The latest figures from the UN's Food and Agriculture Organization say 925 million people were undernourished in 2010.
As shocking as that number is, that's an improvement over the 1.02 billion who were hungry the year before and represents the first decline in 15 years.
The UN credits the drop to more favourable economic conditions and a fall in cereal prices. But it warns that recent food price increases could worsen the situation.
Here's a by-the-numbers look at the extent of hunger and malnutrition around the world:
98: Percentage of the world's hungry from developing countries.
75: Percentage who live in rural areas; the rest are in shanty towns.
67: Percentage who live in just seven countries (Bangladesh, China, the Democratic Republic of the Congo, Ethiopia, India, Indonesia and Pakistan).
60: Percentage who are women.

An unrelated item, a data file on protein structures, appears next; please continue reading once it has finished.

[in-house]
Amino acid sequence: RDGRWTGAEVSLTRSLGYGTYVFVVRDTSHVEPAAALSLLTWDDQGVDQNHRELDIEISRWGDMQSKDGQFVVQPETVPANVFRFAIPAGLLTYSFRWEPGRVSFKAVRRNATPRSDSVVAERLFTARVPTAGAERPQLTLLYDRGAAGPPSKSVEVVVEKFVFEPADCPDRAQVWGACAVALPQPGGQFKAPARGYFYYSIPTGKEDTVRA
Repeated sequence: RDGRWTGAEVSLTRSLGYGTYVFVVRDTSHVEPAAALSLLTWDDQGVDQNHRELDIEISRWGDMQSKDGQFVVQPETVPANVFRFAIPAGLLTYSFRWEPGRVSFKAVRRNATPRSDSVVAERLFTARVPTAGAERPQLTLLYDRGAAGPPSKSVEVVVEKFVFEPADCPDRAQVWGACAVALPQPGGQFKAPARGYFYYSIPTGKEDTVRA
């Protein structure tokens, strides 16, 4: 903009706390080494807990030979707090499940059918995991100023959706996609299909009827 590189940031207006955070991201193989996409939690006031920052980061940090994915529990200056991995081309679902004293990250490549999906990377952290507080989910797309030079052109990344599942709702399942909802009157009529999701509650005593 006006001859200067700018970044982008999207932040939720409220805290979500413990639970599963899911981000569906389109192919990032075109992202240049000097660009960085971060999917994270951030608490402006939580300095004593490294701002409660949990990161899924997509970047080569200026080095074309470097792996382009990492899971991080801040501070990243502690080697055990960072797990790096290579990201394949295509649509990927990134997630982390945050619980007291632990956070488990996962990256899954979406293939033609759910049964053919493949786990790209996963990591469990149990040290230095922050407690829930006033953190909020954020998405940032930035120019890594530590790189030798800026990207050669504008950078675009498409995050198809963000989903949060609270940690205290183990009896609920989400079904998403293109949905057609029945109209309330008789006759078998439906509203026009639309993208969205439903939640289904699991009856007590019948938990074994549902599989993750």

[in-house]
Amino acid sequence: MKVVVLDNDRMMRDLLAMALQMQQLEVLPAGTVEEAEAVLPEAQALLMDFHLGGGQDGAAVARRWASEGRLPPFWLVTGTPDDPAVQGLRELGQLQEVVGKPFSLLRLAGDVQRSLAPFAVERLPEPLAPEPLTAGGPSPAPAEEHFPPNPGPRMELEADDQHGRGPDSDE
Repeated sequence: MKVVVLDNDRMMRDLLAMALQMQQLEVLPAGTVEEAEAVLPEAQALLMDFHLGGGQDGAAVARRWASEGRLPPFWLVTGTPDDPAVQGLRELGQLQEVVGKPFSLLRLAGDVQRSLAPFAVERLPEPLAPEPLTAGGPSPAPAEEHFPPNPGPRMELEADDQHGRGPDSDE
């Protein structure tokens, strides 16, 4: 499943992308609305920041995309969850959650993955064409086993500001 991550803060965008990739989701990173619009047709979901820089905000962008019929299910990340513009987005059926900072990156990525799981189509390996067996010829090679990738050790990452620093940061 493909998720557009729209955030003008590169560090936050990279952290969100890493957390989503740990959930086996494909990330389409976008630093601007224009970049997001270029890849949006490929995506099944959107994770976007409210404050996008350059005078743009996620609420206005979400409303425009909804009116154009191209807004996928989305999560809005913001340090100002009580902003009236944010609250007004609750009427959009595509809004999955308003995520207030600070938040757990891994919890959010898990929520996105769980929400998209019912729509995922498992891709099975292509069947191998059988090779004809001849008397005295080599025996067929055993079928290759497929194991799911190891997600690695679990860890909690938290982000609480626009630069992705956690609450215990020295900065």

1.4 billion: Number of people who make less than $1.25 US per day.
578 million: Number undernourished in the Asia/Pacific region in 2010.
239 million: Number undernourished in sub-Saharan Africa.
148 million: Number of children in developing countries who are underweight.
8.8 million: Number of children who die every year before the age of five.
33: Percentage of child deaths associated with malnutrition.
42: Percentage of children under five in South Asia who are underweight.
33: Percentage of children under five in the developing world suffering from stunted growth.
2,100: Number of calories needed daily to lead a healthy life.
2,382: Total daily number of calories Canadians consumed in 2008. That's down from a peak of 2,513 per person in 2001.
50: Percentage increase in world wheat prices since June.
70: Percentage increase in world farm production needed by 2050 to meet population projections.
16: Percentage of the population of developing countries that was undernourished in 2010.
10: Millennium Development Goal's 2015 target for hunger percentage.
10: Percentage of lifetime earnings lost when undernourished.
1: Rank of hunger and malnutrition on the list of the world top 10 health risks (more than AIDS, malaria and tuberculosis combined).
Sources: World Food Programme, UNICEF, World Health Organization, World Health Report, World Bank